Deepwater trouble

With the nation in the midst of the most catastrophic oil spill in its history and even measuring the growing enormity of the harm to the Gulf of Mexico requiring daily recalibration, how stunning to hear Gulf Coast officials decry the temporary ban on new deepwater drilling. Are giant oil companies really that influential, or is the region so addicted to the dollars they generate that critics would so readily risk a repeat of the BP disaster?

President Barack Obama imposed the ban to allow a commission studying the incident to issue recommendations. He has even said he would favor shortening the moratorium if the findings are reported earlier.

But one might think the president had banned gulf oil production entirely — instead of just deepwater exploration — based on the reactions of Govs. Haley Barbour and Bobby Jindal and others representing the region. Mr. Barbour of Mississippi warned Sunday that it will lead to drilling companies vacating the region for other parts of the globe. Mr. Jindal of Louisiana has warned that it will destroy 10,000 or more jobs.

No doubt there are economic consequences to the ban — much as there have been and will continue to be a serious financial impact from the spill — but to let companies continue business as usual while the matter is under investigation would seem careless in the extreme.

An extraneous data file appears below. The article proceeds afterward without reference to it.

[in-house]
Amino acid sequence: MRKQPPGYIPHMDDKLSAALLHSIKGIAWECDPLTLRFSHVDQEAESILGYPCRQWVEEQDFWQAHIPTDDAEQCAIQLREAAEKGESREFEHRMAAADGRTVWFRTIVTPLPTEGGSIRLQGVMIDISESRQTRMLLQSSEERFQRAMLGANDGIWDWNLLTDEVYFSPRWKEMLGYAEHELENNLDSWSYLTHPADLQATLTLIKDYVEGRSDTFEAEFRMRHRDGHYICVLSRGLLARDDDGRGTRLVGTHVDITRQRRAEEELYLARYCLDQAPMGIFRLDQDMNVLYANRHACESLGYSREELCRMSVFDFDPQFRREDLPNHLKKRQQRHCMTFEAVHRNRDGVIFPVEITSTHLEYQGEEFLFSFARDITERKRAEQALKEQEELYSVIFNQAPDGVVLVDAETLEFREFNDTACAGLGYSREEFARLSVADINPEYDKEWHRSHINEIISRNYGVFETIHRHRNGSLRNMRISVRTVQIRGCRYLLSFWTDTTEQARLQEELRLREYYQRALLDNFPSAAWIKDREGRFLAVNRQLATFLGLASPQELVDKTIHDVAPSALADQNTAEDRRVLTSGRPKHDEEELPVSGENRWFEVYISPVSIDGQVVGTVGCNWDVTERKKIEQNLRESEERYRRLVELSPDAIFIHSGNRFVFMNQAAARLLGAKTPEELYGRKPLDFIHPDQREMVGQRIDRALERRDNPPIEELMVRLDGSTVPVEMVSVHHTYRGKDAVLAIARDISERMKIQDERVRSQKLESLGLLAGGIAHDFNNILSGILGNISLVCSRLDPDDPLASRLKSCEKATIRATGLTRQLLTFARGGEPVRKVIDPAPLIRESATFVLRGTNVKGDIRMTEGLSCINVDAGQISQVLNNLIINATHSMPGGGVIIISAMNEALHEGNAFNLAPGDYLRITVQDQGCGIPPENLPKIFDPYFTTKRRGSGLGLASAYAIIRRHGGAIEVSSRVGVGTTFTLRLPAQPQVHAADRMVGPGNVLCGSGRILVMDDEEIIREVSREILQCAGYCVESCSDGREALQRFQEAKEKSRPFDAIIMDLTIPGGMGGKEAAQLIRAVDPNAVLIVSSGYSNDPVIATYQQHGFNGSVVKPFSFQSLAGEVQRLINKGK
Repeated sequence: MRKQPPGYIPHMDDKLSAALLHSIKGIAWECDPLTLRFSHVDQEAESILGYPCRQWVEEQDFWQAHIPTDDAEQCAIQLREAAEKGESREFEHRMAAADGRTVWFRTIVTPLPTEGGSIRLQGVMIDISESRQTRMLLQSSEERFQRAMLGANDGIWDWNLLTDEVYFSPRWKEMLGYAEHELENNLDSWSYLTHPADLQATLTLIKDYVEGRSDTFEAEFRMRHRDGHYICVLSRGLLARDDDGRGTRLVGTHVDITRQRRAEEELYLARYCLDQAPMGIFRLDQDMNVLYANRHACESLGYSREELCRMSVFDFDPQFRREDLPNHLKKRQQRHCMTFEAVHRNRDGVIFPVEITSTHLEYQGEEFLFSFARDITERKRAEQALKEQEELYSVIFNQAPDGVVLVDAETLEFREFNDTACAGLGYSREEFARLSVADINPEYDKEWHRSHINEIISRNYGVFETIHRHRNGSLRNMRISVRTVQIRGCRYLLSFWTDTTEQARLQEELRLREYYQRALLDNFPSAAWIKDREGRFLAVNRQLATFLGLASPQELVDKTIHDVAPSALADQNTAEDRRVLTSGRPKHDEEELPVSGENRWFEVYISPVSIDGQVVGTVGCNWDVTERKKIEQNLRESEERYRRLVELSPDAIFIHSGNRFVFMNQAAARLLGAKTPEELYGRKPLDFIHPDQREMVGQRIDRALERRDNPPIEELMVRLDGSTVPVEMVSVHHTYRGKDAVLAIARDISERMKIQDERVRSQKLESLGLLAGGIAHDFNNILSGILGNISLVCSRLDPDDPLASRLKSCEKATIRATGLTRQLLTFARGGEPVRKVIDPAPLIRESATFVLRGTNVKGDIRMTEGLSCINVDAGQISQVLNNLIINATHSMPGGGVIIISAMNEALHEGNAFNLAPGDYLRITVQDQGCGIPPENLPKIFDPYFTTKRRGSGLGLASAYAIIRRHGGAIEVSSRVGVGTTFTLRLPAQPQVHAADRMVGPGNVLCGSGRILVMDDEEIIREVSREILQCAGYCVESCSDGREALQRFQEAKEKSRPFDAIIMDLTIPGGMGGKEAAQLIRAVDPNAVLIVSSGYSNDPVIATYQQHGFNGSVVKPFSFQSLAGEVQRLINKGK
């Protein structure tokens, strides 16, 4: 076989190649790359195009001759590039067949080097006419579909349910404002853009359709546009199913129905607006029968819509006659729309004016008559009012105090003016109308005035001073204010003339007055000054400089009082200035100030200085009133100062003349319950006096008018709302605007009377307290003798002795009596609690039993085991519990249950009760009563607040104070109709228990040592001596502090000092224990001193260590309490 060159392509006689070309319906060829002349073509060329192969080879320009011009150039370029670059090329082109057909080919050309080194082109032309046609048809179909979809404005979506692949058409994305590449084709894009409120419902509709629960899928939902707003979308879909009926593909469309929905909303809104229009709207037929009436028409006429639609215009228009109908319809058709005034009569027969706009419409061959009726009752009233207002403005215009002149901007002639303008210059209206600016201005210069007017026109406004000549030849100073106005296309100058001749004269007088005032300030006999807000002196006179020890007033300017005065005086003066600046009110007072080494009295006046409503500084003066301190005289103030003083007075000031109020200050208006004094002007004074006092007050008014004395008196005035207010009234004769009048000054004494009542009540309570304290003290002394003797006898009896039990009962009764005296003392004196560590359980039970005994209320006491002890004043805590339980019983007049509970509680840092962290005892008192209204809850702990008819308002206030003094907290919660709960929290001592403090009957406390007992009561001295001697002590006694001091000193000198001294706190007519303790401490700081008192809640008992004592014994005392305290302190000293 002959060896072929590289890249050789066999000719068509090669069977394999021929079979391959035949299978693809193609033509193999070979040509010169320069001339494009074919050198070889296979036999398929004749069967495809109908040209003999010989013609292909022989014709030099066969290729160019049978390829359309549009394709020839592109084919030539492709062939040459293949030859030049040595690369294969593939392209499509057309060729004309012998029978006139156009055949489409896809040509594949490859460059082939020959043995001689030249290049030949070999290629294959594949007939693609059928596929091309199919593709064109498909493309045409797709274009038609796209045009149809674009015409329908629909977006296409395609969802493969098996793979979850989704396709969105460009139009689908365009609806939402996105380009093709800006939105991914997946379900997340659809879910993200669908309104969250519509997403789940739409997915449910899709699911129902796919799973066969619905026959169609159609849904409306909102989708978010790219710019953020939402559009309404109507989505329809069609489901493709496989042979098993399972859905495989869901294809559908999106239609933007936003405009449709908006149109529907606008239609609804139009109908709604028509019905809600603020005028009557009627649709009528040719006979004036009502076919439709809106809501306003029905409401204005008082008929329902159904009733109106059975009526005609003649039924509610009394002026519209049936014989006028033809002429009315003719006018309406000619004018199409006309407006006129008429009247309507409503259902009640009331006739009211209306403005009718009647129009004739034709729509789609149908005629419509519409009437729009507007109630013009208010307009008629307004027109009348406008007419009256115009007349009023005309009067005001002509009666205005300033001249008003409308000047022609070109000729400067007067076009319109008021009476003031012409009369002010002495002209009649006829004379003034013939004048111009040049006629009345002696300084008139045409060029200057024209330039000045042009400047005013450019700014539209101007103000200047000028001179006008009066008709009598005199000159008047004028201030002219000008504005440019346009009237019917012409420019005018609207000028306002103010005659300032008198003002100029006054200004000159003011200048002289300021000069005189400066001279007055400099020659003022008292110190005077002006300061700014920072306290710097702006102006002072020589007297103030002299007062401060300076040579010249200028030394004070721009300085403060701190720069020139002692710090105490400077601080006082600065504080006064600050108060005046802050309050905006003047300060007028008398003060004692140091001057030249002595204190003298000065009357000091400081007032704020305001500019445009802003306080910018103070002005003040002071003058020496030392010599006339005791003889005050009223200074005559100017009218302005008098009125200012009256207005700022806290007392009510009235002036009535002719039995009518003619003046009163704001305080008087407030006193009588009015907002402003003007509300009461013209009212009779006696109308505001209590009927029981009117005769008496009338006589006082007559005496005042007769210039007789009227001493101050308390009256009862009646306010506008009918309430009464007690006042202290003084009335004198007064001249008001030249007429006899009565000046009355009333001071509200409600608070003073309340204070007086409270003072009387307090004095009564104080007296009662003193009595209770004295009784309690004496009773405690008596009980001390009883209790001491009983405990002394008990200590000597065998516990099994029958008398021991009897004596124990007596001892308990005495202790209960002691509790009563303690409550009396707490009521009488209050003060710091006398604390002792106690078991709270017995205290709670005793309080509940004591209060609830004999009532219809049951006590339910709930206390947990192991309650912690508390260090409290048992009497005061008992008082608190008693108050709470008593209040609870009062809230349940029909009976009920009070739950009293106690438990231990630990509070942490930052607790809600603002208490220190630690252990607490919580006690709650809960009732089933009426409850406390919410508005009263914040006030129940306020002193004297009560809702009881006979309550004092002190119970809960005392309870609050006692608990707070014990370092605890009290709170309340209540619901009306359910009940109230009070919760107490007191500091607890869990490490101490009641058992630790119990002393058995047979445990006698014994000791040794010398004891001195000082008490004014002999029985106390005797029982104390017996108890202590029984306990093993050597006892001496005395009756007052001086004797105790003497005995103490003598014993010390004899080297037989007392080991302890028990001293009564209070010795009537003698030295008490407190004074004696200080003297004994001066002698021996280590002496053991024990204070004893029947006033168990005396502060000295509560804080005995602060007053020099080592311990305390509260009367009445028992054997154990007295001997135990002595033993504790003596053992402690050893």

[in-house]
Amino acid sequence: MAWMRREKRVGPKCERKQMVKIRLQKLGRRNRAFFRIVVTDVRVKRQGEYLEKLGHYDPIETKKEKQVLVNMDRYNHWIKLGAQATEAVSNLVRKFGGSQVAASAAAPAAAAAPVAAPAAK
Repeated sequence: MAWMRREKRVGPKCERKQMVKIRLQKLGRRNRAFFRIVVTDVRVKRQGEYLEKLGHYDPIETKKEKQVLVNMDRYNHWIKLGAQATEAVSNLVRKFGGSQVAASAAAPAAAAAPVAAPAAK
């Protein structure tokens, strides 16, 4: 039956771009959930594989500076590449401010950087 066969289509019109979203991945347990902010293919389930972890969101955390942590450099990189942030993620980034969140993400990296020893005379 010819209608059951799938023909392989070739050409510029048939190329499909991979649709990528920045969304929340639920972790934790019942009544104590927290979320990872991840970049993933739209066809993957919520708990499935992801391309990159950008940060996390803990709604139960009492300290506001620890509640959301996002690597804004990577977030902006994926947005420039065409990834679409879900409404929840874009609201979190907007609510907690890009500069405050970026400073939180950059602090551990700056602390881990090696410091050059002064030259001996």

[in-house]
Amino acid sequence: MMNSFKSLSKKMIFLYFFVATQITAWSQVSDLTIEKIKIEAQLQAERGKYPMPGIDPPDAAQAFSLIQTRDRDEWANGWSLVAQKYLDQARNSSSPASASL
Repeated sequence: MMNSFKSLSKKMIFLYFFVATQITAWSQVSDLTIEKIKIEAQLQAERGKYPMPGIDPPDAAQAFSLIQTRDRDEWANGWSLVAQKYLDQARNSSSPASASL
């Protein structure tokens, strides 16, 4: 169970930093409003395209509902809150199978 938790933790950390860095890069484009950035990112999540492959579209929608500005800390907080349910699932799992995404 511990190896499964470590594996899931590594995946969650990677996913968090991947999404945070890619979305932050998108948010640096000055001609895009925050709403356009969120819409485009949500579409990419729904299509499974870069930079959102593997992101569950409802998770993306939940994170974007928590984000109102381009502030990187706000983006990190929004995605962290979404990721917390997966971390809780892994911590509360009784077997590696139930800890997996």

Just as the Federal Aviation Administration will ground jets that have proved to be fatally flawed in design, the country can't treat the BP disaster as a one-in-a-million chance, particularly in the face of mounting evidence of lax federal oversight. How many other drilling operations are ticking environmental time bombs?

Governors Barbour and Jindal are right to be angry over the oil spill and its impact on their states. Leaving aside the obvious partisan motivations of such high-profile Republicans squawking over White House decision-making, their plea for drilling is reminiscent of a drug addict's demand for the next fix. Both are highly incautious. Would they prefer a second spill?

Indeed, the attachment of gulf states to drilling-related jobs and associated tax and lease revenue is much like the country's own addiction to oil. As dangerous as dependency on foreign oil has proved to our national security, the U.S. has shown great reluctance to embrace conservation and reduce demand, as other countries have done.

Will oil companies really desert the gulf because of a six-month timeout? Not likely. Companies such as Exxon Mobil claim they, too, want to avoid a repeat disaster — and, if regulations must be rewritten, they don't want the federal government to act too hastily.

Fair enough. The country needs to exercise a degree of wariness over deepwater drilling in the gulf and elsewhere. That's why a ban is needed, at least until U.S. regulators fully understand what went wrong and how to avoid it happening again.

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